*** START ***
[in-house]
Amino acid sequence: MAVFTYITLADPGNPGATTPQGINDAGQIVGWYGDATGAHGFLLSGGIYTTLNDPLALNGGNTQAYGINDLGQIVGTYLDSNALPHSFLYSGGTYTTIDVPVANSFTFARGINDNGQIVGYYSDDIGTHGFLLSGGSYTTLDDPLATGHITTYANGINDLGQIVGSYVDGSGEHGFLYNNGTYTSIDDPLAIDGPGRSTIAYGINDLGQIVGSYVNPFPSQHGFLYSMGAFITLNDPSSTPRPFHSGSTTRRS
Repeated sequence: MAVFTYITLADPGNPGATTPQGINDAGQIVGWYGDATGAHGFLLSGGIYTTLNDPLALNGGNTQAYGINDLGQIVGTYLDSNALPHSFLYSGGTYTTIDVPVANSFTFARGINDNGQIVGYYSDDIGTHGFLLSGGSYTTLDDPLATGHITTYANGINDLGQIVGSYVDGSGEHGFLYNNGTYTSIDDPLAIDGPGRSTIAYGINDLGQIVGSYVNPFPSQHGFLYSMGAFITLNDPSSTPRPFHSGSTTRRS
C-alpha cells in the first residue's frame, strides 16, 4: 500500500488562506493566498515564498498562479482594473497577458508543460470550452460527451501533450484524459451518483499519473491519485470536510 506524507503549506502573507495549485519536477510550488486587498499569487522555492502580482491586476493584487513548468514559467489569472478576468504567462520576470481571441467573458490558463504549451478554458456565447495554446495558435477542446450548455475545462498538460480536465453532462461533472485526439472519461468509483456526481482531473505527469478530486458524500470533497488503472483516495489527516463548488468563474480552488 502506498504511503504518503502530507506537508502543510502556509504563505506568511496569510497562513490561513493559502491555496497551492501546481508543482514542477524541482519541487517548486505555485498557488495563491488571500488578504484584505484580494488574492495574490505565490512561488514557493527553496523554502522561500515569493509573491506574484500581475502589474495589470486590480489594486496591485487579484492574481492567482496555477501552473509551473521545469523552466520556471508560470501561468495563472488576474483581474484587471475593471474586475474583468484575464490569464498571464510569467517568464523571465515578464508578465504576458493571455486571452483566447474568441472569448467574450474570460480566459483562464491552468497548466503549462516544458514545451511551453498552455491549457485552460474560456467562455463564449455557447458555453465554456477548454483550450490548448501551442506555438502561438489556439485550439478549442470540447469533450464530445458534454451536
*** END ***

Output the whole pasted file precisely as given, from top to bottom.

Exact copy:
[in-house]
Amino acid sequence: MAVFTYITLADPGNPGATTPQGINDAGQIVGWYGDATGAHGFLLSGGIYTTLNDPLALNGGNTQAYGINDLGQIVGTYLDSNALPHSFLYSGGTYTTIDVPVANSFTFARGINDNGQIVGYYSDDIGTHGFLLSGGSYTTLDDPLATGHITTYANGINDLGQIVGSYVDGSGEHGFLYNNGTYTSIDDPLAIDGPGRSTIAYGINDLGQIVGSYVNPFPSQHGFLYSMGAFITLNDPSSTPRPFHSGSTTRRS
Repeated sequence: MAVFTYITLADPGNPGATTPQGINDAGQIVGWYGDATGAHGFLLSGGIYTTLNDPLALNGGNTQAYGINDLGQIVGTYLDSNALPHSFLYSGGTYTTIDVPVANSFTFARGINDNGQIVGYYSDDIGTHGFLLSGGSYTTLDDPLATGHITTYANGINDLGQIVGSYVDGSGEHGFLYNNGTYTSIDDPLAIDGPGRSTIAYGINDLGQIVGSYVNPFPSQHGFLYSMGAFITLNDPSSTPRPFHSGSTTRRS
C-alpha cells in the first residue's frame, strides 16, 4: 500500500488562506493566498515564498498562479482594473497577458508543460470550452460527451501533450484524459451518483499519473491519485470536510 506524507503549506502573507495549485519536477510550488486587498499569487522555492502580482491586476493584487513548468514559467489569472478576468504567462520576470481571441467573458490558463504549451478554458456565447495554446495558435477542446450548455475545462498538460480536465453532462461533472485526439472519461468509483456526481482531473505527469478530486458524500470533497488503472483516495489527516463548488468563474480552488 502506498504511503504518503502530507506537508502543510502556509504563505506568511496569510497562513490561513493559502491555496497551492501546481508543482514542477524541482519541487517548486505555485498557488495563491488571500488578504484584505484580494488574492495574490505565490512561488514557493527553496523554502522561500515569493509573491506574484500581475502589474495589470486590480489594486496591485487579484492574481492567482496555477501552473509551473521545469523552466520556471508560470501561468495563472488576474483581474484587471475593471474586475474583468484575464490569464498571464510569467517568464523571465515578464508578465504576458493571455486571452483566447474568441472569448467574450474570460480566459483562464491552468497548466503549462516544458514545451511551453498552455491549457485552460474560456467562455463564449455557447458555453465554456477548454483550450490548448501551442506555438502561438489556439485550439478549442470540447469533450464530445458534454451536